1. Physical Fitness

Much like in war, pandemic-induced restrictions on mobility and community have serious effects on our health and wellbeing. The fact that community centres, gyms, public pools, and yoga studios are all closed is distressing for many people, especially those who rely on fitness for their mental health. In many places, there are even restrictions on public parks. Citizens required to shelter-in-place must stay indoors as much as possible, which can undermine our ability to care for our bodies. No matter how pretty we make our home workspaces, long periods of sitting can cause pain and even injury. These are not luxury problems and they should be taken seriously. 

In my experience, maintaining fitness goals under disaster conditions is challenging, but very possible. Like everything else, this will be a transition. Do not expect to become an Olympic athlete in your living room. Online fitness classes might take awhile before they feel fun. For many of us, we will also have to repurpose our already limited and shared spaces into a fitness area. This can absolutely be done, but it may take time to get into a rhythm. Set reasonable expectations, achieve them, and then build on your success. Even if you are not regularly an active person, your brain chemistry will very likely be affected by sustained pandemic-induced restrictions, and physical exercise can help mitigate long-term mental health effects. At this stage, devise a modest, reasonable plan to do 20 minutes of physical activity every day. If you succeed, give yourself 500 gold stars. If you fail, give yourself 100 gold stars and try again tomorrow.

Summing Up

In this introductory piece, I have outlined some foundations for living happily and productively under sustained disaster conditions. If any of the above is outstanding for you and your family, put your academic work aside and redirect your energy. In the days ahead, your goal should be to establish the physical and psychological security in your home.

From next week onward, I will write more about academic productivity amid disaster conditions. Everything I share from here on will be built on these essential foundations of security and wellness. It is foolish to build a house on sand. If any of us feel unstable at any point, it is wisest to stop and go back to our foundations.

None of this can be done perfectly. My PhD supervisor used to remind us that “perfect is the enemy of the good”. This is also true in disaster conditions. None of us should try to get an A+ in crisis living. If you have insomnia or are sleeping too much, that is perfectly normal and will settle down. Do not expect your wonderful brain to cooperate with your preconceived notions about research productivity. Your brain is extremely busy at the moment.

Finally, you will notice that even this introductory guide includes a lot of very time-consuming work. Yes. Establishing safety and wellness under sustained disaster conditions is time consuming and distracting. If you are doing this right, you will have less time for your research. However, if you do this right, your research will also be much better. And your mind and body will thank you. With strong foundations, we can be productive, resilient, and of service to those in need. There is stability, hope, and even joy in this process.

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About Karen Kelsky

I am a former tenured professor at two institutions--University of Oregon and University of Illinois at Urbana Champaign. I have trained numerous Ph.D. students, now gainfully employed in academia, and handled a number of successful tenure cases as Department Head. I've created this business, The Professor Is In, to guide graduate students and junior faculty through grad school, the job search, and tenure. I am the advisor they should already have, but probably don't.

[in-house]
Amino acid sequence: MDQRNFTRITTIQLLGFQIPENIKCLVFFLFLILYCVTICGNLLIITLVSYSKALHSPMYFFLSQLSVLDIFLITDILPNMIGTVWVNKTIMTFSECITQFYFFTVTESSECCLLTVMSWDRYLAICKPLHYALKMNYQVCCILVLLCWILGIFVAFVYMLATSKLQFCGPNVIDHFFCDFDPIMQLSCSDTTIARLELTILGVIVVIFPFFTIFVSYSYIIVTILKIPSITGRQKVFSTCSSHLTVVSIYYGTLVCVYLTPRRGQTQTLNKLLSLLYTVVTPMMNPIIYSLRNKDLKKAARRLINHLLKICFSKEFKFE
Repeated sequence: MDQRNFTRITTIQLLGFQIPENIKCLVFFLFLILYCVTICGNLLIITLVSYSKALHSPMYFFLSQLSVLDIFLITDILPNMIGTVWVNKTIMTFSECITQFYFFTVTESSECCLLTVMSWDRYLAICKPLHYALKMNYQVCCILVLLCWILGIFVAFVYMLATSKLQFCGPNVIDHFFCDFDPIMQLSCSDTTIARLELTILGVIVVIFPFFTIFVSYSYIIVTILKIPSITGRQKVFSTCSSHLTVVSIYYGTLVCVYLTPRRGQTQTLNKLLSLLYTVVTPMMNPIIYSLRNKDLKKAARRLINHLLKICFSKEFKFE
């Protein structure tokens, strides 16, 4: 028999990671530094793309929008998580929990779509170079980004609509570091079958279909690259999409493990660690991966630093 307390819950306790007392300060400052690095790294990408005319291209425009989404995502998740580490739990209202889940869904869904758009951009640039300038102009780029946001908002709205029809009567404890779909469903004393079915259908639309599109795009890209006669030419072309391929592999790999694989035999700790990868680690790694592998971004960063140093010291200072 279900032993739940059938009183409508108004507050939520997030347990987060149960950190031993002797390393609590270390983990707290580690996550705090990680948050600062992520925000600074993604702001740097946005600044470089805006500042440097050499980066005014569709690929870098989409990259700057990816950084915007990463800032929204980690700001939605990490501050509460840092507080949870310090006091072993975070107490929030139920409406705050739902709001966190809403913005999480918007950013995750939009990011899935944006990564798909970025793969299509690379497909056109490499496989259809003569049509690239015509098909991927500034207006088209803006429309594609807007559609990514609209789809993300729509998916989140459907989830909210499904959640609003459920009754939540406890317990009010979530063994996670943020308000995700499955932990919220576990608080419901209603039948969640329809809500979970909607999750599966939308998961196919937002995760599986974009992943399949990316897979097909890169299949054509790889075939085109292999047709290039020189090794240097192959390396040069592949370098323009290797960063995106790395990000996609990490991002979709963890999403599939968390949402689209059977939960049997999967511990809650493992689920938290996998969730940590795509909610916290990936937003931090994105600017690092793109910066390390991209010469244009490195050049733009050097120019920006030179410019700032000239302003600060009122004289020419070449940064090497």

Comments

Adapting To Disaster, Episode 1: Security (A Guest Post) — 5 Comments

  1. Hello Karen!

    Hoping you can evaluate how feasible is my propposal…

    I just sent following message to Prof. Aisha Ahmad via e-mail:

    “Hello Aisha!

    I’m looking at your new weekly series ‘Adapting to disaster’, and I feel very enthusiastic again!

    I think your work is so remarkable and I really want to add value and make it reachable to more people. But I want to do it right!

    I want to offer my collaboration as spanish translator, like a formal job, just as volunteer.

    I also attached my CV just to give you a background about who I am.

    As you will see, my experience is quite disconected from yours, but I also have an approachment to Critical Theory and I feel very confident about my capability to provide support on this information challenge that our lifes are facing.

    Thanks again for your words. Hoping we’re fine.
    Leticia Flores Cruz.

  2. I’m not a scholar or anyone in academia. I am just an “essential” single mom trying to wrap my mind around everything going on while also trying to work, provide, and stay safe. It has been mentally exhausting to the point I think I may have had a panic attack at work. I appreciate the insight and it’s good to know much of what I’m experiencing is normal. I think the fact many people around me are still in denial makes it so much harder. I appreciate how you broke it down in stages and it gives me hope and confirms that I need to work at this new normal and not just wait on the old normal. All in all I just wanted to say good job and thank you.

  3. Great article! This needs to be made into a module, compulsory for schools and universities globally. Thank you.

  4. This was a massively helpful piece, and I want to thank you for sharing. What got me was the point about changing space allocation and management. It’s so strange to move through the world right now, but I’m using it as an opportunity to reevaluate my spaces. I’ve even begun working with a planogram software to re-arrange my boutique (https://www.scorpionplanogram.com/) to allow for social distancing once we’re allowed to open back up. Thank you so much for this post.